Federal regulator demands answers from Bell MTS over landline service complaints

Federal regulators are demanding answers and solutions from the bell MTS after several Manitobans have spoken out about their landline phone service which they call unacceptable.

The main landline at St. George’s Anglican Church in Crescentwood has been down since late April. Mary Smith, a parish administrator, said many parishioners there rely on that old school phone service.

“It’s been really frustrating, at this point, it’s hard for people to reach the Church,” said Smith.

Making matters worse, the phone line is connected to the church’s security system, so calls were rerouted to a backup line.

“And that line was going down as well and we were getting security alarms to the people who answer to them,” said Smith.

The Church’s service provider is Bell MTS.

“They apparently came and nobody seems to know what they did and we still don’t have a phone,” said Smith. “It would be nice if they could provide constant service, that’s all we’re asking.”

The church is not alone. Other people CTV News spoke with are also having issues with their Bell MTS landlines.

Karen Kirk’s phone works now, but the West End homeowner said that was not the case three weeks during the first downpour of rain.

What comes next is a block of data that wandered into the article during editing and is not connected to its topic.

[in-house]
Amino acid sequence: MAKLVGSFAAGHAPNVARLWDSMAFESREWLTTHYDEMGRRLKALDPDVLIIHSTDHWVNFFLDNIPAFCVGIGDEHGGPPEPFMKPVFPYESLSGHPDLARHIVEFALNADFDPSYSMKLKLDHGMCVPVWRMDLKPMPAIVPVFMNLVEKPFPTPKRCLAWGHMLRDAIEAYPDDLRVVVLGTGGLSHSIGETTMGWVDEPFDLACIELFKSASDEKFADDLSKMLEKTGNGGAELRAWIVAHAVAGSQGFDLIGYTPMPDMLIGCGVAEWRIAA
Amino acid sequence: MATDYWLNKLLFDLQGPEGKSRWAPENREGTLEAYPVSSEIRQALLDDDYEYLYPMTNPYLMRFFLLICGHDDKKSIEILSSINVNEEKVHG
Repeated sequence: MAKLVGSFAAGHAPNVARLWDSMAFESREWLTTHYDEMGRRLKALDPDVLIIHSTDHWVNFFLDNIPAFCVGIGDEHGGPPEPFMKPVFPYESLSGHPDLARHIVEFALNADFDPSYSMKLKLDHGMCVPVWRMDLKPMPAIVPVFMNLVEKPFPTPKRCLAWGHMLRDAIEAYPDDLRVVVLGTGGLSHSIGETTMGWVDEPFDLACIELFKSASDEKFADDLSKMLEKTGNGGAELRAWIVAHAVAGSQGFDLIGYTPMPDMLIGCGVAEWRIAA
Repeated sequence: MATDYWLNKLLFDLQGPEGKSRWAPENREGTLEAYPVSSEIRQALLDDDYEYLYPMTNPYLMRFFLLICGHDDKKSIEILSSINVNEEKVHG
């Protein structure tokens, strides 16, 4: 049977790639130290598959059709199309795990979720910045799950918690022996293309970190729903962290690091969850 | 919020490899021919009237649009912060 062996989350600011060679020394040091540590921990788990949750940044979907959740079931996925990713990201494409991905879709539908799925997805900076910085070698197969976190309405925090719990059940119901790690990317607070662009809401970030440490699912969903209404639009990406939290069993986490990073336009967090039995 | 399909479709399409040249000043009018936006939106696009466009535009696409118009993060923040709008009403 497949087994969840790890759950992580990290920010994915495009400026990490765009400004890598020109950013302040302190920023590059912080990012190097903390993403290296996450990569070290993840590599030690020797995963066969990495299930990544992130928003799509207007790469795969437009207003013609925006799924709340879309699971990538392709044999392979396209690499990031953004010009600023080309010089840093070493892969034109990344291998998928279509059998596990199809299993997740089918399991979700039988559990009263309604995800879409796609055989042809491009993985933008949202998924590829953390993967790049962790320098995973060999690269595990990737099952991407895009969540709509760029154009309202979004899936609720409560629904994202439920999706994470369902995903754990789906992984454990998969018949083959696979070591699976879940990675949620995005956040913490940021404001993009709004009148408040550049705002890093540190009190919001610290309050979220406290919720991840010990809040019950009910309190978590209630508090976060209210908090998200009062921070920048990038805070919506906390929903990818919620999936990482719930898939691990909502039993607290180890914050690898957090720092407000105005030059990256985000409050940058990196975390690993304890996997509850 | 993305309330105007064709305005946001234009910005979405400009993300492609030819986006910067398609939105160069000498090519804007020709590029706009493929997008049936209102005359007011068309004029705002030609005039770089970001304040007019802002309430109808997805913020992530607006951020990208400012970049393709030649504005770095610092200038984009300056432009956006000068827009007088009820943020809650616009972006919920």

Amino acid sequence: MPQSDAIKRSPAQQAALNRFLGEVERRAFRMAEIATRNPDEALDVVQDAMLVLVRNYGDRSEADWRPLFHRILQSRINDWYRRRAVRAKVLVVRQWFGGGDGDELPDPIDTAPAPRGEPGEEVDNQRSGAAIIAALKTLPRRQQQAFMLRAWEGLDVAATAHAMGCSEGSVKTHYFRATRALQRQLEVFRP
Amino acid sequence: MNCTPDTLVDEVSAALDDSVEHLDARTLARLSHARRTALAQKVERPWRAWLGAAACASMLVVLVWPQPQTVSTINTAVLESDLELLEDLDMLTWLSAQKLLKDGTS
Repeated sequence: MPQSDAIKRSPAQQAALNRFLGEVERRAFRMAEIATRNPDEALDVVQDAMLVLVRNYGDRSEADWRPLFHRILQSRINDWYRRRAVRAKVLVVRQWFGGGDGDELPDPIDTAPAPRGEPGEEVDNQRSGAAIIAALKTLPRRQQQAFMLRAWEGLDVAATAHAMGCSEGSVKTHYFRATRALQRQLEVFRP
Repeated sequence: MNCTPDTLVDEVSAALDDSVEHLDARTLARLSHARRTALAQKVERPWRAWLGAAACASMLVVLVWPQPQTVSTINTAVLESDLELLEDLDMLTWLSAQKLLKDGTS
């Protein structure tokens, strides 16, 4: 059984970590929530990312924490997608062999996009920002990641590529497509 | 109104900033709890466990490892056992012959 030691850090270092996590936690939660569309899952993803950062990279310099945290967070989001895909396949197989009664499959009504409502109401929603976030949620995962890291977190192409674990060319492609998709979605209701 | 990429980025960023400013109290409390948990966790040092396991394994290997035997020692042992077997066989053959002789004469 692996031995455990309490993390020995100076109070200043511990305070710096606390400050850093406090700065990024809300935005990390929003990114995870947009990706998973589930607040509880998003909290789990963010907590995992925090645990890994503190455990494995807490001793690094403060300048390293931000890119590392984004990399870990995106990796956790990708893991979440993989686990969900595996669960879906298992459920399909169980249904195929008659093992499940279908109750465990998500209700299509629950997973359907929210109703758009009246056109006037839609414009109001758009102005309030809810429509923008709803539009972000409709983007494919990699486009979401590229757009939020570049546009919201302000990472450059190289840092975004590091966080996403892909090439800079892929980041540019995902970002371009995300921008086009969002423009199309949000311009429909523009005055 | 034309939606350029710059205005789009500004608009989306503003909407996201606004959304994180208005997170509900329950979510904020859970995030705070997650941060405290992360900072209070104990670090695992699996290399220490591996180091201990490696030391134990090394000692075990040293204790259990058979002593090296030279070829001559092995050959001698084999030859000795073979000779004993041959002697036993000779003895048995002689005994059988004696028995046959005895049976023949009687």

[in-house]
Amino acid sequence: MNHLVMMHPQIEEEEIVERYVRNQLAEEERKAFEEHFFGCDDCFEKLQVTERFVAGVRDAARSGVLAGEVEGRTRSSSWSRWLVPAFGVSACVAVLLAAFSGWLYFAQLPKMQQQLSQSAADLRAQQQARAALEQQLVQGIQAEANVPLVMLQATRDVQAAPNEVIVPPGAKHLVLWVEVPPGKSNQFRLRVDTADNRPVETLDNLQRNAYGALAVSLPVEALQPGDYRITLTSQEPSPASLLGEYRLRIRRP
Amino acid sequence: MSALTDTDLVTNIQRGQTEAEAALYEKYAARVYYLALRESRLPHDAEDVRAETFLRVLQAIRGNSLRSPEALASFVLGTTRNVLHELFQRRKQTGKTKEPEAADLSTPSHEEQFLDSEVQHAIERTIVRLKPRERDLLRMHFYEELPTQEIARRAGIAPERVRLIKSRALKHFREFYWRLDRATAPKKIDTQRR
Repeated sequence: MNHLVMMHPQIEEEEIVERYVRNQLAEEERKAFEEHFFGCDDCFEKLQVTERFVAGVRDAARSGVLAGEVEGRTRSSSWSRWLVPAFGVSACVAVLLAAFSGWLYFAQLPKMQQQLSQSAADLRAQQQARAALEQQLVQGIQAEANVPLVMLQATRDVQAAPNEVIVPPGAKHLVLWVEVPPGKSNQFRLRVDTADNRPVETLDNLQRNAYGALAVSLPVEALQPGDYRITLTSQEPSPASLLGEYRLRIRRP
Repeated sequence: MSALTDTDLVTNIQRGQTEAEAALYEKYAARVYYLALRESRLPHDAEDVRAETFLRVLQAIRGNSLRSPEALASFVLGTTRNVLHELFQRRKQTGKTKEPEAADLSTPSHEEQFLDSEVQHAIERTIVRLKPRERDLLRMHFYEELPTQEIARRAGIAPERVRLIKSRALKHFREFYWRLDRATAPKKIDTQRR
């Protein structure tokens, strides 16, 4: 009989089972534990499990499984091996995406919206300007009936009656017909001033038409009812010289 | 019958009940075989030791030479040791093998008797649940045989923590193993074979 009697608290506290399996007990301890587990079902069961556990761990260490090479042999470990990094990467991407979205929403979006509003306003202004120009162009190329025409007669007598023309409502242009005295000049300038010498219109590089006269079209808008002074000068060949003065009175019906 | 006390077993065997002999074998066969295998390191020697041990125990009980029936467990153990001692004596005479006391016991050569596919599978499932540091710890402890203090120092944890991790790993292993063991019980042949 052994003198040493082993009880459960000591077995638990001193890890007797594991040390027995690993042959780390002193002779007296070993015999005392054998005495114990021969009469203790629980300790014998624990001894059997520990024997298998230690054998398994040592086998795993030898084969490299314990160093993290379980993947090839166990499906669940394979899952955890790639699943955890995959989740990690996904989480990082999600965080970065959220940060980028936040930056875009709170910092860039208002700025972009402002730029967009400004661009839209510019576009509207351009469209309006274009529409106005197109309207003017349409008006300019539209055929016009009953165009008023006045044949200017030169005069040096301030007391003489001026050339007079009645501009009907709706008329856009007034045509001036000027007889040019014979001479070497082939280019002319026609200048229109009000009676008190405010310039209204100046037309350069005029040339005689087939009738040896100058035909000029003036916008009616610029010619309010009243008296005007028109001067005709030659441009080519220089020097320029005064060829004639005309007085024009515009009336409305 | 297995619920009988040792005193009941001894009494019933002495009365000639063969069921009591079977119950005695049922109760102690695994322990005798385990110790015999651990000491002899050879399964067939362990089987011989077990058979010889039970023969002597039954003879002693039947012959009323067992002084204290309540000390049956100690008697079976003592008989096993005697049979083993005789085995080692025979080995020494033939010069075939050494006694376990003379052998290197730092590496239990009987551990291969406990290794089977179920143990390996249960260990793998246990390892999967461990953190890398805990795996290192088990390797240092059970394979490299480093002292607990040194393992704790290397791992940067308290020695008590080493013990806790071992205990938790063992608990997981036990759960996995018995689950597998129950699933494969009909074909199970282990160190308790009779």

“The service became very crackly and it was difficult to hear,” said Kirk.

On top of that, Kirk said the system malfunctioned, inadvertently calling 911 three times resulting in a late night knock at her door to make sure everyone in the house was okay.

Joy Sutyla’s 84-year-old father has had a prolonged outage since March 8. He lives alone in rural Manitoba near Elma.

“I’m worried that I’m going to find him on the floor and he can’t tell me this,” said Sutyla.

Because of the number of complaints, the Canadian Radio‑television and Telecommunications Commission (CRTC), which is the federal regulator of broadcasting and telecommunications, is demanding Bell MTS identify all landline quality issues in the Winnipeg area.

On top of that, the CRTC is requiring Bell MTS to provide a plan to resolve the problem, along with a timeline.

“These issues and outages are impacting their ability to contact 9-1-1 and essential services. Moreover, residents have been complaining of poor customer service, missed appointments, and that Bell MTS has failed to respond to service outages in a timely manner. Many of the complaints refer to deteriorating telecommunications infrastructure across the city,” the CRTC said in a letter to Bell MTS.

Bell, which owns Bell MTS, is the parent company of CTV News. In a statement, Bell MTS said the extreme weather events this winter and spring have caused damage to cables.

“We have called in staff from outside of the area and our technicians are working overtime to get customers’ services up and running as quickly as possible. As calls for repairs are up over 60 per cent, we have been connecting with customers who may be experiencing prolonged outages to offer alternative service solutions,” the company told CTV News.

Bell MTS also said to prepare for the flooding it sandbagged its infrastructure and deployed batteries and generators in case of power outages.

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